I used a standard computer power supply to power all the LEDs and electronics on the wheel. This works really well and I suggest it for anyone that is powering large amounts of LEDs. The power supply comes with both 5v and 3.3v rails. A common computer power supply also filters and smooths out the current before passing it on to the LEDs.

There is a simple trick for turning on a PC’s power supply without a PC. Basically you need to short the green {PS_ON} pin with any of the black wires {COM} on the power supply.

I am using a 3 connection slip ring to transfer power from the stationary base and power supply to the rotating wheel. There are lots of industrial slip rings available online but they are pretty expensive. You can make your own slip ring but with something so important to this project I decided to buy one.

Safety at Maker Faire

Because of my previous mishap with the larger ring, and because the ring is spinning so fast the good people at Vancouver mini Maker Faire had valid concerns about the safety of this project. The code name of this project probably didn’t help much either. HBD5000 = Hippy Ball of Death 5000.

I decided to encase the spinning parts of my project with Polyethylene terephthalate aka PET-G or better known as the stuff that pop bottles are made from. Its has a few good properties that plexi glass doesn’t. Its easy to mode in to shape, it bends and warps instead of shattering, and most importantly its cheap.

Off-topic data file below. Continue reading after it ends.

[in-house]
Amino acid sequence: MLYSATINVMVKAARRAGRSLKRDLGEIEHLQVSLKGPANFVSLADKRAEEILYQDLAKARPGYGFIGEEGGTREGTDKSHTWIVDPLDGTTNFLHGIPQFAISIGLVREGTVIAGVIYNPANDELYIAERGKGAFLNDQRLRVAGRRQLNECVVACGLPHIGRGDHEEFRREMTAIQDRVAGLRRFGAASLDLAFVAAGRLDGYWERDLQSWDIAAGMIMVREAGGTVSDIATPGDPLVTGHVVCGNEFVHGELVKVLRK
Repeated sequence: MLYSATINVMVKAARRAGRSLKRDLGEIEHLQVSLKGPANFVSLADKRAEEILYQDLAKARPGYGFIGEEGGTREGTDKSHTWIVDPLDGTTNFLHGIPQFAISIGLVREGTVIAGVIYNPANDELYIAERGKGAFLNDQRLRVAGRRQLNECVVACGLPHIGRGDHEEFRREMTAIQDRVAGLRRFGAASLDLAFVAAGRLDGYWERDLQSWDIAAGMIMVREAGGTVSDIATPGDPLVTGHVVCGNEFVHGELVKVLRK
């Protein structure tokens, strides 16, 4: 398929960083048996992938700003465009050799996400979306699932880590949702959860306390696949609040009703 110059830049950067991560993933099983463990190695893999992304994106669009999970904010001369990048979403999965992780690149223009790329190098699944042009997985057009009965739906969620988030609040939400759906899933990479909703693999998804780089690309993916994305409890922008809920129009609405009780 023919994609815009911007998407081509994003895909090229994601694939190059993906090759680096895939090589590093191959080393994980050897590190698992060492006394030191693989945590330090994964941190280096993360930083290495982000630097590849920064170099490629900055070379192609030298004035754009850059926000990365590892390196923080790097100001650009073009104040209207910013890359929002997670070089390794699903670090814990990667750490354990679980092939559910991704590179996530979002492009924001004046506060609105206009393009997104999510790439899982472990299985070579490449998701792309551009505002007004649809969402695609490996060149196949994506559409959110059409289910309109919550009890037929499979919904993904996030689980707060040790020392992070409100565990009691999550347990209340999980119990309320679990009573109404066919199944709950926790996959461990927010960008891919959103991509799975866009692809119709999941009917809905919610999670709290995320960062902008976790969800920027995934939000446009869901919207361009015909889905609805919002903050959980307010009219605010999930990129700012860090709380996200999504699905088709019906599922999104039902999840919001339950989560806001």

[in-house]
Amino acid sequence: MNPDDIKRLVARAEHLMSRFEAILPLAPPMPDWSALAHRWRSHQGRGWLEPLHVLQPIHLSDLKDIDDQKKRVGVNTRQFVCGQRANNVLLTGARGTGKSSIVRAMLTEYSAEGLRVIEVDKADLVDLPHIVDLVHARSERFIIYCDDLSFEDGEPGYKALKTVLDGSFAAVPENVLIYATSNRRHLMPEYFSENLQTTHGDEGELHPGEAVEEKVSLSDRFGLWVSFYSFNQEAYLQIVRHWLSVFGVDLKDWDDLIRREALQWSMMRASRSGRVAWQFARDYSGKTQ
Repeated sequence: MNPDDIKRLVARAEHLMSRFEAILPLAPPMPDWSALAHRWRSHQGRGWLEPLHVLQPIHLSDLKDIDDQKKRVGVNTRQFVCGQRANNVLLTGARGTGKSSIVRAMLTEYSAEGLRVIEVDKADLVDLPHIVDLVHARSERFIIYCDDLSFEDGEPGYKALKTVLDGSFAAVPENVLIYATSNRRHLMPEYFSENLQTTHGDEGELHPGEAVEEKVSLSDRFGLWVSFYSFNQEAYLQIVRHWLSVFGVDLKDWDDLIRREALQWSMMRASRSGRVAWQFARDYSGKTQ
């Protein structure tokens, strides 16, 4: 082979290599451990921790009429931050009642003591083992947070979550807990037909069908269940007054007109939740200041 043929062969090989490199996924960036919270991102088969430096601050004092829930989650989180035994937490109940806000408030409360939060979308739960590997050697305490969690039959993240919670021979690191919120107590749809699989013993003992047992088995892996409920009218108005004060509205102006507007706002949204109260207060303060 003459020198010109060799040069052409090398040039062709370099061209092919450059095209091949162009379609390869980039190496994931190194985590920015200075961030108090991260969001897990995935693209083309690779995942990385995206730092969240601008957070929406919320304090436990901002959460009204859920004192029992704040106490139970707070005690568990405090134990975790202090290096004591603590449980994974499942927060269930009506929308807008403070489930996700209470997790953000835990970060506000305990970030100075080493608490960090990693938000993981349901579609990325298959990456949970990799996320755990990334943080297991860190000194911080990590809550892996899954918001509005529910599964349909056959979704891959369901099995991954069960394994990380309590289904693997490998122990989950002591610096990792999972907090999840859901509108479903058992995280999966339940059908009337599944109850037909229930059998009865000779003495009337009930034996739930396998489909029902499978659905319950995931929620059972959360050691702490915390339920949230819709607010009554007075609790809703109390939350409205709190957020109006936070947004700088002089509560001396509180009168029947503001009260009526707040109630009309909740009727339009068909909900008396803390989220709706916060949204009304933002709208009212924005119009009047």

They also connected me with Farrell Segall who has successfully created a few different POV projects that he plans to bring to Vancouver Maker faire this year. We met up at the Vancouver Hackspace and he showed me his impressive POV projects as well as some other very interesting projects that he is working on. He suggested that I make a mount at the top of the POV with a pillow so that the Ring won’t be able to wobble too much. Great idea!

With the top mount and the PET-G even if this project does spin honorably out of control it shouldn’t hurt anyone.


  • The bluetooh receiver broke while I was mounting it to the Arduino board. Ordered another one and it should be here 2 days before Maker Faire. If it does not get here in time I will pre program the POV with a single image and use that to demo it.
  • I have no welding skills and i'm reliant on others to do the welds that I need for this project.
  • I have burnt out two used motors testing this project. I have purchased a bran new motor for Maker faire but if it burns out on site I will not be able to replace it.
  • Spinning speed, there is a controversy on what speed I should spin the ring at. Its safer at slower speeds but I will get less frame rate. The POV is not spinning yet so I can not test it at different speeds.

Whats left to do

  • Add the top mount for safety
  • Add the PET-G container for safety
  • Get it spinning
  • Mount the power supply
  • Add the slip ring to transfer power to the wheel.